Viewing page 77 of 117

The Hong Kong Shanghai Bank official kindly sent your letter of July 20th to me on board the Derfflinger before we reached our wharf, so I had an opportunity to read the same and to promptly cable you an answer. I think very well of the plan to write the interests of the Continental National Bank and the American Trust & Savings Bank of Chicago and I thank you for your goodness in sending me on the information now here and for signing my proxy. The new stock [[strikethrough]] of the [[/strikethrough]] with its equities should, if all goes well, command a good price.

One day later on board S.S. Derfflinger enroute to Shanghai - I could not complete this letter at Dr. Voritzscher's home yesterday because of callers so am adding the finishing line this morning and shall mail from Shanghai. I am glad to learn of the improvement of business in America and of the spurt in International Banking Cooperation stock. Their offices in Singapore and Hong Kong are well located, look business-like but very empty of visitors. I hope elsewhere to find a larger patronage. I am not surprised to hear of Richard Joy's resignation from the Union Trust Co's Board, - his affiliations are in other directions and his sympathies as well, I fancy! It is pleasant to know of the increased Thum Co's sales and of the larger earnings of the State Bank. I hope that your trip to Mackinaw, like the cruise with General and Mrs. Grant, proved very enjoyable - and that you and your family are enjoying the best of health - With kindest messages to all. Very Sincerely C L Freer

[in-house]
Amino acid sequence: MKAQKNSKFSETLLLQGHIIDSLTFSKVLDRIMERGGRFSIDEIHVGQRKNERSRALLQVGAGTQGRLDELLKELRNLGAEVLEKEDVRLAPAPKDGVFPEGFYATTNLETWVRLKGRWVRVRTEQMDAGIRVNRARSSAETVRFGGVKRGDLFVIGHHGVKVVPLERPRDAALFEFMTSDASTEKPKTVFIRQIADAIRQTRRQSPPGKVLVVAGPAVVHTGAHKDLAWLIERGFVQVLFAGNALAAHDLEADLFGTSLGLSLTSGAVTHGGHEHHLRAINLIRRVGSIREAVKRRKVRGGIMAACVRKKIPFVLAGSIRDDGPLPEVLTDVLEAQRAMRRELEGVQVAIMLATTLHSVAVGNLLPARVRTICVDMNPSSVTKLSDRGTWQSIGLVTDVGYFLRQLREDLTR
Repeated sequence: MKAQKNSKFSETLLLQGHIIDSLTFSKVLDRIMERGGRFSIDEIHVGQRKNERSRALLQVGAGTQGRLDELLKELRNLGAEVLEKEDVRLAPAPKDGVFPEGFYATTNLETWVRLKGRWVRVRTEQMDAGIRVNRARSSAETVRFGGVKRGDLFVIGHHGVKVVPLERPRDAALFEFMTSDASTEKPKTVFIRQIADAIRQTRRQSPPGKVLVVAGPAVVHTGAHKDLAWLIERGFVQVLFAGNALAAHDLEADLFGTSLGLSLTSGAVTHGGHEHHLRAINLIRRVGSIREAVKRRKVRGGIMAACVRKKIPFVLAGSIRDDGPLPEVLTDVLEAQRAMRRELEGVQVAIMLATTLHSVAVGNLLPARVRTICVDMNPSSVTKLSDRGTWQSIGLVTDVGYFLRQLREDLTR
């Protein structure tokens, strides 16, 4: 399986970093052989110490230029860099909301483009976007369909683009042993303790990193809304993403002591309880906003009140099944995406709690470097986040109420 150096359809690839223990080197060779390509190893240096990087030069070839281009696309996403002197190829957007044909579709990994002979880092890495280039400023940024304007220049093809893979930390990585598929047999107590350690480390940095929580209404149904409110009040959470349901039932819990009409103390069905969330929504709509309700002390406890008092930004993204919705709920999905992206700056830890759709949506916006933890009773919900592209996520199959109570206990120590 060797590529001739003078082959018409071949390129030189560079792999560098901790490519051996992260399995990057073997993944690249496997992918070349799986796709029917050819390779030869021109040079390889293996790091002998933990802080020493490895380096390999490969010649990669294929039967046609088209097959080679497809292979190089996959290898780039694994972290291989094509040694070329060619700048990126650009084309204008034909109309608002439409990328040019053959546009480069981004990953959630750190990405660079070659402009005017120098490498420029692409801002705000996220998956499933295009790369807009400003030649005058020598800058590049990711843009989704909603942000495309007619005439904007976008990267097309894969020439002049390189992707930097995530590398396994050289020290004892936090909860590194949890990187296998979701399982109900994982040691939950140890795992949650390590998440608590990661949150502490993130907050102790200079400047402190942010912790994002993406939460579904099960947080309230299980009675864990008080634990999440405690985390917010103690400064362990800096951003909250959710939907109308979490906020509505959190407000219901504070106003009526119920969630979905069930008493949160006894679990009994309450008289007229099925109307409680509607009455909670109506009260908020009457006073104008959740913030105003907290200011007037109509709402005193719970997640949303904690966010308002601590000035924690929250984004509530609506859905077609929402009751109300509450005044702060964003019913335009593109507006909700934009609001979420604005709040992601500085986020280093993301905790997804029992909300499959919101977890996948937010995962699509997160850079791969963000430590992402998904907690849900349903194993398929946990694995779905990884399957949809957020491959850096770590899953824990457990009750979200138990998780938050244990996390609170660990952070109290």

[[margin]] P.S. With our small number of agreeable fellow passengers and very polite and efficient officers and crew the Derfflinger is like a huge private yacht. Our first class passengers have at no time exceeded eighteen, at present only twelve. Food first class, ship one year old and clean to the point of nicety. Today the perfect weather continues. [[/margin]] 
Please note that the language and terminology used in this collection reflects the context and culture of the time of its creation, and may include culturally sensitive information. As an historical document, its contents may be at odds with contemporary views and terminology. The information within this collection does not reflect the views of the Smithsonian Institution, but is available in its original form to facilitate research. For questions or comments regarding sensitive content, access, and use related to this collection, please contact transcribe@si.edu.